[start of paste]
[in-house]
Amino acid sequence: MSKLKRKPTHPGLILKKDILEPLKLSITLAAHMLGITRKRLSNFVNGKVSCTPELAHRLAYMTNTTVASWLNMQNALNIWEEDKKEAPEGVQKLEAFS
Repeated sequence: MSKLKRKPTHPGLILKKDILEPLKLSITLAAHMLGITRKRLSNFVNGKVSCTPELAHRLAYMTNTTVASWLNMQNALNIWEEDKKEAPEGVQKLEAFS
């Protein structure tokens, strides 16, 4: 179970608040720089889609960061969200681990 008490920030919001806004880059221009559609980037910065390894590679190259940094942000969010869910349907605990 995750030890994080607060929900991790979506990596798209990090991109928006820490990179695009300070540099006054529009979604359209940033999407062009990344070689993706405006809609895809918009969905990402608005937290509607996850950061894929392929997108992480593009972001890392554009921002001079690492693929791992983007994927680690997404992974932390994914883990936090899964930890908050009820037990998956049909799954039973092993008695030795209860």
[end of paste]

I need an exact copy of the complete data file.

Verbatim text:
[in-house]
Amino acid sequence: MSKLKRKPTHPGLILKKDILEPLKLSITLAAHMLGITRKRLSNFVNGKVSCTPELAHRLAYMTNTTVASWLNMQNALNIWEEDKKEAPEGVQKLEAFS
Repeated sequence: MSKLKRKPTHPGLILKKDILEPLKLSITLAAHMLGITRKRLSNFVNGKVSCTPELAHRLAYMTNTTVASWLNMQNALNIWEEDKKEAPEGVQKLEAFS
């Protein structure tokens, strides 16, 4: 179970608040720089889609960061969200681990 008490920030919001806004880059221009559609980037910065390894590679190259940094942000969010869910349907605990 995750030890994080607060929900991790979506990596798209990090991109928006820490990179695009300070540099006054529009979604359209940033999407062009990344070689993706405006809609895809918009969905990402608005937290509607996850950061894929392929997108992480593009972001890392554009921002001079690492693929791992983007994927680690997404992974932390994914883990936090899964930890908050009820037990998956049909799954039973092993008695030795209860």